A person who strikes someone with the intent of bodily harm is quite different from the person who strikes someone with the intent of humiliating them or taunting them. Similar to a knight throwing down their gauntlet. Back in the middle ages, if a gentleman wished to challenge another man to a duel, either swords or pistols, he may throw down a glove to show his intent.
If the other party then picked up the gauntlet, the duel was afoot. If the gentleman picked up the glove, the duel was afoot. If the gentleman who picked up the glove and accepted the challenge was egregiously affronted, he would use said glove to slap the challenger.
Is the slap about honour or power?
Jesus further instructs us to give not only our coat, if asked for it, but also our shirt. He says, quite succinctly, “Do to others as you would have them do to you.” (Luke 6.31, NRSV) Jesus knew that ten commandments were too difficult for us. That some of us would get caught up in the minutiae and be unable to see that which is right in front of us. And so, we are given the summary of the law, or what is colloquially known as the Golden Rule.
This is absolute, empirical, universal truth. And it is the basis of Jesus telling us to love our enemies. How is THAT love?
As an undergraduate I worshipped with an Indigenous group that met at the Thorneloe Chapel in Sudbury, Ontario. The services were in English and Anishnaabe, and I was always in the minority as a settler. I felt comfortable with this community, did not attend every week, but as often as I could.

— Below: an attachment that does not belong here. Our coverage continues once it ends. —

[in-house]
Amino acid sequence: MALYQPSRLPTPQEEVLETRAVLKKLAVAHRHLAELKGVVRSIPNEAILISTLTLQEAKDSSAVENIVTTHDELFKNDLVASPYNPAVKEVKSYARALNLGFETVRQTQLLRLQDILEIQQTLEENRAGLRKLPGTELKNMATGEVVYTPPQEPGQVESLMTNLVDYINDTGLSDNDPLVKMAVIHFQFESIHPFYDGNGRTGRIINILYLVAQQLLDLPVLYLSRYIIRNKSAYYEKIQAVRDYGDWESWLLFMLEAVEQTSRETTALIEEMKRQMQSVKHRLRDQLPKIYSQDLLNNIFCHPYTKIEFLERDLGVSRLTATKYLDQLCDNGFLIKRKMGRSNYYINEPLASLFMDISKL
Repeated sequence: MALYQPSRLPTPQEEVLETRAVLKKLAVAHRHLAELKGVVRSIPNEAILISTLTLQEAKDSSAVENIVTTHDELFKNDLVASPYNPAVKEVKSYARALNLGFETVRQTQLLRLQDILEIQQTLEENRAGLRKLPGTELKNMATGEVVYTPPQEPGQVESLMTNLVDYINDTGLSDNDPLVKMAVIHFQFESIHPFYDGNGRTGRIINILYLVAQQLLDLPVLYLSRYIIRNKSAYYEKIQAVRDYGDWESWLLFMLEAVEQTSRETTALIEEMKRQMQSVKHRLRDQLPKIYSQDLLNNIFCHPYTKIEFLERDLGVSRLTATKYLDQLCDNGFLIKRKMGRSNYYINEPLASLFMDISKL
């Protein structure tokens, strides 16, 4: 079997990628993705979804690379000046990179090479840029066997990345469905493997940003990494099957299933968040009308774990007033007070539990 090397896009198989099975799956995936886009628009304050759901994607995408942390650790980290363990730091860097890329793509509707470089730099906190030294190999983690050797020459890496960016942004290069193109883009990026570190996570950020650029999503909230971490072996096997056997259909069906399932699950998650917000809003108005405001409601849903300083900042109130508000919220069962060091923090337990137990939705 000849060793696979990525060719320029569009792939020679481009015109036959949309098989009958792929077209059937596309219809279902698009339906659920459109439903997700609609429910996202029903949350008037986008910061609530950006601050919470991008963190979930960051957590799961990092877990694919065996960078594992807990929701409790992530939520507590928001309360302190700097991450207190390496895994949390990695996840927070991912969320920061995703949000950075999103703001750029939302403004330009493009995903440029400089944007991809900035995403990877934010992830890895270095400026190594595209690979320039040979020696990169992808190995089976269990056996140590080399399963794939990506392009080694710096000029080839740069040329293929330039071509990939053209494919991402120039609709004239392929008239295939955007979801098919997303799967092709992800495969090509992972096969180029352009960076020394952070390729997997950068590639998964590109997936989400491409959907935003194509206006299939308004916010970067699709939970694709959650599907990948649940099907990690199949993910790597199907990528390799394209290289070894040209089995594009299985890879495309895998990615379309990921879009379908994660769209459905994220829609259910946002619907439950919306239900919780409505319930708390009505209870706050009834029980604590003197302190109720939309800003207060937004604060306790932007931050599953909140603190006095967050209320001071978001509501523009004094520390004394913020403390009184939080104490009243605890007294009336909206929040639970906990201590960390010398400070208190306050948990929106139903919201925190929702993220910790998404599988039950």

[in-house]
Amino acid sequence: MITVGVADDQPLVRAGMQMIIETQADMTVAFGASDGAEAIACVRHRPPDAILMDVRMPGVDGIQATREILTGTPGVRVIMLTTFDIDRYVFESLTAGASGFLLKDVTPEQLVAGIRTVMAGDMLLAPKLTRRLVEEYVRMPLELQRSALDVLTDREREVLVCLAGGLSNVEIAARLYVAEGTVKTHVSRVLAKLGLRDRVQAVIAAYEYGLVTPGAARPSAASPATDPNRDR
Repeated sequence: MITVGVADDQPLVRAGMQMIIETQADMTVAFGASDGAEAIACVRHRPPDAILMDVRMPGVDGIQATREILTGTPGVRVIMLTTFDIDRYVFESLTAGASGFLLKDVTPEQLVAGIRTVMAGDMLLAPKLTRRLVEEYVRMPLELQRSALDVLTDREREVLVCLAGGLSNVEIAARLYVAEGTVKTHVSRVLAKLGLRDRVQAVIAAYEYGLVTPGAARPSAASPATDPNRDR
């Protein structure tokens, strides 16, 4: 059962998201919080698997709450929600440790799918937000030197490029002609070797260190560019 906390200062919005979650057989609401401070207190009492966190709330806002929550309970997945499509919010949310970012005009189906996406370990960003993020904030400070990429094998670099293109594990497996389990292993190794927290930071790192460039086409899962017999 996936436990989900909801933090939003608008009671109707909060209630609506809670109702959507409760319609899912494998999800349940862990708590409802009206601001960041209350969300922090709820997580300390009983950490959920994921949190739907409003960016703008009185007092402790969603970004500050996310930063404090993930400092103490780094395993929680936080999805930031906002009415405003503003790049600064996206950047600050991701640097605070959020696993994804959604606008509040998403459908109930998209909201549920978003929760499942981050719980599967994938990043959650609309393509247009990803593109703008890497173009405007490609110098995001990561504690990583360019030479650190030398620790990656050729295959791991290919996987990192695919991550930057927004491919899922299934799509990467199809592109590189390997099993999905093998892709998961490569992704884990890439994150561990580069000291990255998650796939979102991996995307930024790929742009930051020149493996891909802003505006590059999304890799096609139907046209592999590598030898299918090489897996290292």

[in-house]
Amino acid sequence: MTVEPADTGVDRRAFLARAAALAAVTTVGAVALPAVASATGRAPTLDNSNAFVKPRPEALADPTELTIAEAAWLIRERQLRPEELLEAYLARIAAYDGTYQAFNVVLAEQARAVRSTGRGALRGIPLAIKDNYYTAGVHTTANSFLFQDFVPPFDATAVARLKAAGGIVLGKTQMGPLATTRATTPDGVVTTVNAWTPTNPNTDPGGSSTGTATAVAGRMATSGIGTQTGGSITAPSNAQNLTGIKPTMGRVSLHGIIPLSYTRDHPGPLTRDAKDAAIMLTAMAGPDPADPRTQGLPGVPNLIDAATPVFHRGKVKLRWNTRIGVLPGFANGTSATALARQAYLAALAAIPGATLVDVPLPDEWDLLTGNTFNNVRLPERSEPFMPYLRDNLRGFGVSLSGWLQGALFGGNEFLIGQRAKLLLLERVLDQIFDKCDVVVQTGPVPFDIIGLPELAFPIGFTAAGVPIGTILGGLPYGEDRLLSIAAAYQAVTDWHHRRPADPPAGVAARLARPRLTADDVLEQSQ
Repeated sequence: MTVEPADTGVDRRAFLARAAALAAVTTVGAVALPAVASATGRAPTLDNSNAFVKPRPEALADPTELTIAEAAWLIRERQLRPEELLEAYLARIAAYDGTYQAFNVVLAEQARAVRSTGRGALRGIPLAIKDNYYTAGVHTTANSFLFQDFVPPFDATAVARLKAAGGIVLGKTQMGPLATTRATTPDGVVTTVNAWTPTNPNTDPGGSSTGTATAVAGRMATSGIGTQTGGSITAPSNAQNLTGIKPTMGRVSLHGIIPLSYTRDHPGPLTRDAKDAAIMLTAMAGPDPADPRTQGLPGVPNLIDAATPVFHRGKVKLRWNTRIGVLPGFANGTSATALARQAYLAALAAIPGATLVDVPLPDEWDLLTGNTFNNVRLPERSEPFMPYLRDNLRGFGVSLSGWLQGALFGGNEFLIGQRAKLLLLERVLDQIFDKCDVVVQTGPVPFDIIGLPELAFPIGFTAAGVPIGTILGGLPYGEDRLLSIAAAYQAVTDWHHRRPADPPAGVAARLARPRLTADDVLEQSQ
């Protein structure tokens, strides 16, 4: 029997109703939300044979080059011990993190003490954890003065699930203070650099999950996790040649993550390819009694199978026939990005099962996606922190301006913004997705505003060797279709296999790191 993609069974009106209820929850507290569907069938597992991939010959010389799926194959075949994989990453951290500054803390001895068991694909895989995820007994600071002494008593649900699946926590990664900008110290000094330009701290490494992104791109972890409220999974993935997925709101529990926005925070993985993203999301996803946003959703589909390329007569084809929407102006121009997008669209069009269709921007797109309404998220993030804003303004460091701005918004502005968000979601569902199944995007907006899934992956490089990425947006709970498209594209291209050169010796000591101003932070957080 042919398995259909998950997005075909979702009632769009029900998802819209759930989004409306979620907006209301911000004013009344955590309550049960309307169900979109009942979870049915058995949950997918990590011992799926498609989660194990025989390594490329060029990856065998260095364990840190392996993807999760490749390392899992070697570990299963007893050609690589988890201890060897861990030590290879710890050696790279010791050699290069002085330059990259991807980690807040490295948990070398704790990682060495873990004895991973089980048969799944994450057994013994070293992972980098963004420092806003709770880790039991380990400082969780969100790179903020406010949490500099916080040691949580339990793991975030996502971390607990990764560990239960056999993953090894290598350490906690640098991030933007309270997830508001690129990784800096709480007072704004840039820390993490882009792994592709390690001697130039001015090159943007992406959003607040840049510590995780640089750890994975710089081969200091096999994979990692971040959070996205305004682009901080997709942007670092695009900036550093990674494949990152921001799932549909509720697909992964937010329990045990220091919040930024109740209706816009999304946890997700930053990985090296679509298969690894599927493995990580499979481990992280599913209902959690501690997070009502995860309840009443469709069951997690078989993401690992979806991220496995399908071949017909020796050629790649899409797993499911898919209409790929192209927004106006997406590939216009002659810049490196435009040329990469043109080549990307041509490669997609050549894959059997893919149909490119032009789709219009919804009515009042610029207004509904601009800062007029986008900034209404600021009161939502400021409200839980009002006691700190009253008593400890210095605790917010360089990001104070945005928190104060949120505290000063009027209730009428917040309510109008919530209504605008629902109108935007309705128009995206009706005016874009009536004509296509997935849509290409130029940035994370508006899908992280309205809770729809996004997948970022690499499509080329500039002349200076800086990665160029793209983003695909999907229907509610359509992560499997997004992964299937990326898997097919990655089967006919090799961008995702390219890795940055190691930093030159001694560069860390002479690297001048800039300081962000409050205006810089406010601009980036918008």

The chapel was carved from stone, in the shape of a stylized cross. The majority of the chapel was underground, and you entered it from an angle. It was always temperature controlled, winter and summer, because it was below ground.
An elder came from Manitoulin Island one Sunday to talk about a summer pow-wow series. At the end of his presentation he told us all to attend as many as we could and to imagine as we watched the dancers, all those who stood in their moccasins the seven generations before and the seven generations to come. That image has remained with me. And has influenced much of my ministry.
Even when I disagree with someone, I imagine what it would be like to, metaphorically, stand in their moccasins. I imagine what it would be like to see with their eyes and hear with their ears. And because of this, I have a small inkling of what it is to love my enemy.
I do not “love my enemy” in the way I love my mother. I do not “love my enemy” in the way I love my grandchildren and nephews. I do not “love my enemy” in the way I love God. To “love my enemy” is to find it inside my heart and soul, to put aside any wrongs, and to love them as a fellow human being.
Believe me, I know this is not easy. If it were, there would be a lot less hatred in the world. The Rev. Dr. Martin Luther King, Jr, said it best, “I have decided to stick with love, hate is too great a burden to bear.” How is THAT love?
There are people who hate me because of who I am, and to them, what I represent. I cannot do anything about how they feel about me. Yet I can refuse to hate them in return. I love them, as a fellow human being.
The loving your enemy thing, I have figured out. The not judging thing is much more difficult. I used to love getting together with friends and picking someone else apart. Never to their face, I mean THAT would be rude.
One day this “group of friends” started picking apart someone I cared about, someone with whom I was entering a relationship. I felt very awkward about the things that were said. What were they saying about me? I decided to only say things in that group, I would say to a person’s face.